spaceSpace and Physics

Bizarre Hot Jupiter Planet's Wind "Blows The Wrong Way"


Jonathan O'Callaghan

Senior Staff Writer

NASA/JPL-Caltech/T. Pyle (IPAC)

Quite a few of the planets we’ve found outside our Solar System are hot Jupiters, large worlds that orbit extremely close to their star. Now scientists report the discovery of a particularly bizarre such planet.

Called CoRoT-2b, the planet is located 930 light-years from Earth. It takes just 1.7 Earth days to orbit its host star, orbiting so close (more than 10 times closer than Mercury does our Sun) that one side of the planet is probably tidally locked to the star – that means, due to the intense gravity, one side always faces it like the Moon does our planet.


So far we’ve studied the temperatures of nine similar planets, and found that the hottest part on all of them was at the point nearest to their star, or slightly to the east, as the strong winds near the equator would be blowing east and displace the hot spot.

CoRoT-2b is unusual, though, because researchers led by McGill University in Montreal, Canada found that the hot spot on this planet is actually west of its center, using data from NASA's Spitzer Space Telescope. This may suggest the planet has winds traveling in the opposite direction, which itself poses a number of new questions.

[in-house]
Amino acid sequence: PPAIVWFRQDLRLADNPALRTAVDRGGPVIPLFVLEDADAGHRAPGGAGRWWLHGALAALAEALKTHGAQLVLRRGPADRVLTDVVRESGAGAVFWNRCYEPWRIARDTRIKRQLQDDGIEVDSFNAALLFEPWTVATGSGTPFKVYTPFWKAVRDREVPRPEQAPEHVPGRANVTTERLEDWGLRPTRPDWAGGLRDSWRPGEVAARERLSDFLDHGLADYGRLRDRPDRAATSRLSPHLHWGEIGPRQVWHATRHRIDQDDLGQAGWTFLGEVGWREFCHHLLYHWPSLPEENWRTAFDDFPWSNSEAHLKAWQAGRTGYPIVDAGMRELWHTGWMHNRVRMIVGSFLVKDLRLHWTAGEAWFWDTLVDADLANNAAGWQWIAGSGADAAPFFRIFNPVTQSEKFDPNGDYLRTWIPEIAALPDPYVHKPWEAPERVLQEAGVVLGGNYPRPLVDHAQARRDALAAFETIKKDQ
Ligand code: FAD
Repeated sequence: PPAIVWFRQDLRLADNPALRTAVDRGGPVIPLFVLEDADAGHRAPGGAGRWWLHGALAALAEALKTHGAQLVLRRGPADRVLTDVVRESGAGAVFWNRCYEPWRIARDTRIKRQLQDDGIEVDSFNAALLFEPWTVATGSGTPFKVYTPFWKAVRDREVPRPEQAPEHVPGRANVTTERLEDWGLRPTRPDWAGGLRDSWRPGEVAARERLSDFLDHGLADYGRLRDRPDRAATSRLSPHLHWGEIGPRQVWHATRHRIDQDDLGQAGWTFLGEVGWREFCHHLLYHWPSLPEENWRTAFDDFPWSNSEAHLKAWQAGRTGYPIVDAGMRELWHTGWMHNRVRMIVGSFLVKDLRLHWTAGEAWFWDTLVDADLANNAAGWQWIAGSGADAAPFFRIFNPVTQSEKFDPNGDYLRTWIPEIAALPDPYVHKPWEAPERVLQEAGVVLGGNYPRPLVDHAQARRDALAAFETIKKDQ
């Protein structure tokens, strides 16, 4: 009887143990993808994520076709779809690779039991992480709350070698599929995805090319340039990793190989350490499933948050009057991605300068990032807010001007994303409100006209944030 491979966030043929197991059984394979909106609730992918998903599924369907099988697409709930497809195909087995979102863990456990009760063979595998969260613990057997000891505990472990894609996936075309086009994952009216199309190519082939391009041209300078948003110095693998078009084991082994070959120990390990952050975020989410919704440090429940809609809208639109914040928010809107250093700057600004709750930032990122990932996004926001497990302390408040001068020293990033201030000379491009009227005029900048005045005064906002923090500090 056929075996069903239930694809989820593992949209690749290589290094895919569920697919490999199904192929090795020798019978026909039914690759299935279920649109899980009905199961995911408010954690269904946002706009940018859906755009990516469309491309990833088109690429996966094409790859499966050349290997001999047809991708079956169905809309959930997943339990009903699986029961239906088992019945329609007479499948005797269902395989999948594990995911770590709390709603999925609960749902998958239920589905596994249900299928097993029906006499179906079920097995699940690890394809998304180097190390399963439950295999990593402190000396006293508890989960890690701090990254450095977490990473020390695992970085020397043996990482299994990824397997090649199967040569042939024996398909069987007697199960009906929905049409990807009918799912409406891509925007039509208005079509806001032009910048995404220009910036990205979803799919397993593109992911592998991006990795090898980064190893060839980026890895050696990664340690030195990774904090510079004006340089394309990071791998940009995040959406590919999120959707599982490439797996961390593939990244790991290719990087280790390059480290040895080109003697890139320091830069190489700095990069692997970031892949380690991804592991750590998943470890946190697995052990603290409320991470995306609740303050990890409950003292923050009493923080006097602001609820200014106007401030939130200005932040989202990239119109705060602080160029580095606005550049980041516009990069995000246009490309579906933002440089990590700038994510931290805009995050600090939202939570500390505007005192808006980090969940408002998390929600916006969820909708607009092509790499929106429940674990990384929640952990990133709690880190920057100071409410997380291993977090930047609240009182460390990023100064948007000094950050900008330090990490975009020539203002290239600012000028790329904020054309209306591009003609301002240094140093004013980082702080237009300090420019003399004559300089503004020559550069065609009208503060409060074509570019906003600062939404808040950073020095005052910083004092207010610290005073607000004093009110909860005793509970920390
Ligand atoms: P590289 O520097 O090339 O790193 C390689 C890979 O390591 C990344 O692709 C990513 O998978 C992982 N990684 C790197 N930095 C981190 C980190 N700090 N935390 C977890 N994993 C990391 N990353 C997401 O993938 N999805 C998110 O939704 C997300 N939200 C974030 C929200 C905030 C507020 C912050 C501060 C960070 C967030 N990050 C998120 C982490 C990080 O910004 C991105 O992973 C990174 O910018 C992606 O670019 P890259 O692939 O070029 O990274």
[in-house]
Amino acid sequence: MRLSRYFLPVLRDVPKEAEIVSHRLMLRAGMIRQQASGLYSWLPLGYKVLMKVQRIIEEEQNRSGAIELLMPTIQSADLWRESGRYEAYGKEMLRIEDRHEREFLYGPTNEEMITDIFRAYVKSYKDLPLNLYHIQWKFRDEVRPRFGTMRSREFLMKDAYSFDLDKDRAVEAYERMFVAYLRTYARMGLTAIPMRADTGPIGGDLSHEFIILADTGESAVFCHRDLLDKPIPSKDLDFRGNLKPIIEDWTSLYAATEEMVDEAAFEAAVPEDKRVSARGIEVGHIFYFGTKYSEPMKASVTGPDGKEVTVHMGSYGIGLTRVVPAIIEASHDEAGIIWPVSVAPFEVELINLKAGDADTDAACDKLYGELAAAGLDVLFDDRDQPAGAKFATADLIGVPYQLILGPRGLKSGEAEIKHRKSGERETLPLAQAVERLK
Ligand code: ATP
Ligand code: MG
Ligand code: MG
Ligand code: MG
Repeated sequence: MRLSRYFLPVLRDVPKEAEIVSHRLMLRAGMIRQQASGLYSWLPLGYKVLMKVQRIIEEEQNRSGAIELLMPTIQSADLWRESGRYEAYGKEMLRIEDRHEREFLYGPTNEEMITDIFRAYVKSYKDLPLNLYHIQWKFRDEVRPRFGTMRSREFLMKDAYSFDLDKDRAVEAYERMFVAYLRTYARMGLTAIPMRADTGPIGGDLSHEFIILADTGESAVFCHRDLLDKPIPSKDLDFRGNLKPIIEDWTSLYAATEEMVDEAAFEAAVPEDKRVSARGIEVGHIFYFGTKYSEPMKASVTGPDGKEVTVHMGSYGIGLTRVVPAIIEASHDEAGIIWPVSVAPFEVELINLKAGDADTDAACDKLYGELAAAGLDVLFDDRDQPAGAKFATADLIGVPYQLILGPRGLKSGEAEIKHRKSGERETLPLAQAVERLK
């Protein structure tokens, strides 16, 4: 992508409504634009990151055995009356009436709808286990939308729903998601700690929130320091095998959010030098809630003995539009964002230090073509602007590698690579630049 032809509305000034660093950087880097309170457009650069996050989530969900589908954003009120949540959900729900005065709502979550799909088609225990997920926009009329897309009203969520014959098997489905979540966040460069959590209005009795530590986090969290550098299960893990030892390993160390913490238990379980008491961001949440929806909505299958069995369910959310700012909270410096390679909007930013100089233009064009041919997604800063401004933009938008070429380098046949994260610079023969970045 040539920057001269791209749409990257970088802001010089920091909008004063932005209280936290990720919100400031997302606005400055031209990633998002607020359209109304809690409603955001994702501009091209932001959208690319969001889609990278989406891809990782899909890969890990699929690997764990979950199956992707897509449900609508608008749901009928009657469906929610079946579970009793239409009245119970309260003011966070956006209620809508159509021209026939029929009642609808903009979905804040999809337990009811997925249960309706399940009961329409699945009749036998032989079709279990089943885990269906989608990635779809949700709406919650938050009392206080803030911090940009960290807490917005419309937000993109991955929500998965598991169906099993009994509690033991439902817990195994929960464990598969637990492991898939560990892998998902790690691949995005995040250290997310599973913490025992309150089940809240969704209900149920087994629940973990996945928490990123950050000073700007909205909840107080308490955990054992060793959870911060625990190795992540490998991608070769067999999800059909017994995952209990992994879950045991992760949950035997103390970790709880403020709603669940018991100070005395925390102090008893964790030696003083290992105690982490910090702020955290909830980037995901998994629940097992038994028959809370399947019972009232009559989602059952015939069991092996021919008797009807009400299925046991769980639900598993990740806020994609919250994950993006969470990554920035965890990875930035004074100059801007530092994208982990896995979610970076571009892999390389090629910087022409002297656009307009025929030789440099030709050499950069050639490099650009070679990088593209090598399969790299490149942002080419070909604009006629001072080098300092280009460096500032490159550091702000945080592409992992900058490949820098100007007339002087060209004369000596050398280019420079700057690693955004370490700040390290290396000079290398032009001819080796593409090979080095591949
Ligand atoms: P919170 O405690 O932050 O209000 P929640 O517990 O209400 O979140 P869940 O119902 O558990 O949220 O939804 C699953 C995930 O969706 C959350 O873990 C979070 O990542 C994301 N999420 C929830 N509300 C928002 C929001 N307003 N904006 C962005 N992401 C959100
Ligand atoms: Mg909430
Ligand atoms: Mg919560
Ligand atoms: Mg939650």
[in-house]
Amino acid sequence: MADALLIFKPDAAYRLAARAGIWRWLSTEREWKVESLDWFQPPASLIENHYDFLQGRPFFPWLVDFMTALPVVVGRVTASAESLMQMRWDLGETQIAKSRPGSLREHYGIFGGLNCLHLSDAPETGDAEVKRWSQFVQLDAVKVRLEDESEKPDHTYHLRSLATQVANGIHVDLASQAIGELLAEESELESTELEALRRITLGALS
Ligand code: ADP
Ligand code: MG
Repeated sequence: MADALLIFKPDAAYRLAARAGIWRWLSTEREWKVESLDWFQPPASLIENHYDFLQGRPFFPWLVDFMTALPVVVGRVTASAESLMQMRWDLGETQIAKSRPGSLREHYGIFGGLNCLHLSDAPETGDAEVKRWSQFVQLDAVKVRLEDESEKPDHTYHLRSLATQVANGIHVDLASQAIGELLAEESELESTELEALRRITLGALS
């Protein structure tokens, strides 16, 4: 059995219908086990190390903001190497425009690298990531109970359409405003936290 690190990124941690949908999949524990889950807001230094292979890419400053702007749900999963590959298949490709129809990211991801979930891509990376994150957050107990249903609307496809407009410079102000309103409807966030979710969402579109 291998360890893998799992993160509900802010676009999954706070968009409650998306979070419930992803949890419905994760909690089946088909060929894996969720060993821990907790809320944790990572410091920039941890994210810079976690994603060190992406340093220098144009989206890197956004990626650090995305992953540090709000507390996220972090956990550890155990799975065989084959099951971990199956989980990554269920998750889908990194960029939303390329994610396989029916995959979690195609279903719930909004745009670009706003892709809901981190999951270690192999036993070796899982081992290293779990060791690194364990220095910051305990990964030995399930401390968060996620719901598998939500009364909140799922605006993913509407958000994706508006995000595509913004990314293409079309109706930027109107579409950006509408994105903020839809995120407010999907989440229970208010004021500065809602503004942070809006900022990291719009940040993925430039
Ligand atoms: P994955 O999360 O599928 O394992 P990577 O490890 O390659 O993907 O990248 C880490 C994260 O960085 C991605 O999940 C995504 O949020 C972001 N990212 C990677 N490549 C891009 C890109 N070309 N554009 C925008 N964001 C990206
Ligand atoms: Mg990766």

“Nature has thrown us a curveball,” Nicolas Cowan, a co-author on the study, said in a statement. “On this planet, the wind blows the wrong way.”

In their paper in Nature Astronomy, the team proposes a number of ideas for the weird planet. It might be that the planet is spinning so slowly that it rotates slower than it orbits, which would allow its winds to travel backwards, like Venus in our Solar System.


However, this would upend some of our ideas about hot Jupiters, namely that planets in such tight orbits should be tidally locked. If this one is rotating slower than it orbits, this means it isn’t locked.

Another idea is that the planet’s magnetic field is interacting with its atmosphere and causing the change in wind, which could give us a rare chance to study an exoplanet’s magnetic field. Or it could be that large clouds are covering the planet and obscuring our view slightly, although this wouldn’t fit in with our ideas on how atmospheres circulate on other worlds.

There’s definitely something odd going on here. While we don’t know for sure yet, CoRoT-2b highlights how weird and wonderful the universe can be.

“The westward offset of CoRoT-2b is another example that hot Jupiters are not all the same,” the researchers write.


“More broadly, each scenario outlined above challenges our understanding of short-period planets.”


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